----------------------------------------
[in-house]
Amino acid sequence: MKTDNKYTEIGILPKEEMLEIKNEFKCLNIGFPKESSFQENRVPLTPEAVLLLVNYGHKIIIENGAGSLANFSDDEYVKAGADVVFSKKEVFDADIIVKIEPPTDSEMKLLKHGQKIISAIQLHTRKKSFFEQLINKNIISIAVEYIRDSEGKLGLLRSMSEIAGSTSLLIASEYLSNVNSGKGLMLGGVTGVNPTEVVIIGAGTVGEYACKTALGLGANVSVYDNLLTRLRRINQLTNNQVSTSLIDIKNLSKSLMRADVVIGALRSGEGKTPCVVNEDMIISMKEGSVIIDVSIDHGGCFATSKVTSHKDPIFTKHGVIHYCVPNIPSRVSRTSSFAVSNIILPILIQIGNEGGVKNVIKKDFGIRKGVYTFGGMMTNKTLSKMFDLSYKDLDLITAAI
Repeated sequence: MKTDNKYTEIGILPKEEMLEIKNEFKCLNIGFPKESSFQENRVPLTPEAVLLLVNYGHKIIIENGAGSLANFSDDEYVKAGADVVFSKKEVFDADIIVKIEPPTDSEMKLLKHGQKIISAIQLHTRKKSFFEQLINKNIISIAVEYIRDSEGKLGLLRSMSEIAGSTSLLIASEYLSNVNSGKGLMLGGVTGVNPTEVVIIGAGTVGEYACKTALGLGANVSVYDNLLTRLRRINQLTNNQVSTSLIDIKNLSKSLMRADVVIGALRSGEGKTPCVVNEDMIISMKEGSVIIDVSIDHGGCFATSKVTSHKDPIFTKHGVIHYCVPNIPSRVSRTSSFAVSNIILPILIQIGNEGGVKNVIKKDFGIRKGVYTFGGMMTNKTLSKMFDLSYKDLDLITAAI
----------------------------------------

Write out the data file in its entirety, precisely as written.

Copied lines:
[in-house]
Amino acid sequence: MKTDNKYTEIGILPKEEMLEIKNEFKCLNIGFPKESSFQENRVPLTPEAVLLLVNYGHKIIIENGAGSLANFSDDEYVKAGADVVFSKKEVFDADIIVKIEPPTDSEMKLLKHGQKIISAIQLHTRKKSFFEQLINKNIISIAVEYIRDSEGKLGLLRSMSEIAGSTSLLIASEYLSNVNSGKGLMLGGVTGVNPTEVVIIGAGTVGEYACKTALGLGANVSVYDNLLTRLRRINQLTNNQVSTSLIDIKNLSKSLMRADVVIGALRSGEGKTPCVVNEDMIISMKEGSVIIDVSIDHGGCFATSKVTSHKDPIFTKHGVIHYCVPNIPSRVSRTSSFAVSNIILPILIQIGNEGGVKNVIKKDFGIRKGVYTFGGMMTNKTLSKMFDLSYKDLDLITAAI
Repeated sequence: MKTDNKYTEIGILPKEEMLEIKNEFKCLNIGFPKESSFQENRVPLTPEAVLLLVNYGHKIIIENGAGSLANFSDDEYVKAGADVVFSKKEVFDADIIVKIEPPTDSEMKLLKHGQKIISAIQLHTRKKSFFEQLINKNIISIAVEYIRDSEGKLGLLRSMSEIAGSTSLLIASEYLSNVNSGKGLMLGGVTGVNPTEVVIIGAGTVGEYACKTALGLGANVSVYDNLLTRLRRINQLTNNQVSTSLIDIKNLSKSLMRADVVIGALRSGEGKTPCVVNEDMIISMKEGSVIIDVSIDHGGCFATSKVTSHKDPIFTKHGVIHYCVPNIPSRVSRTSSFAVSNIILPILIQIGNEGGVKNVIKKDFGIRKGVYTFGGMMTNKTLSKMFDLSYKDLDLITAAI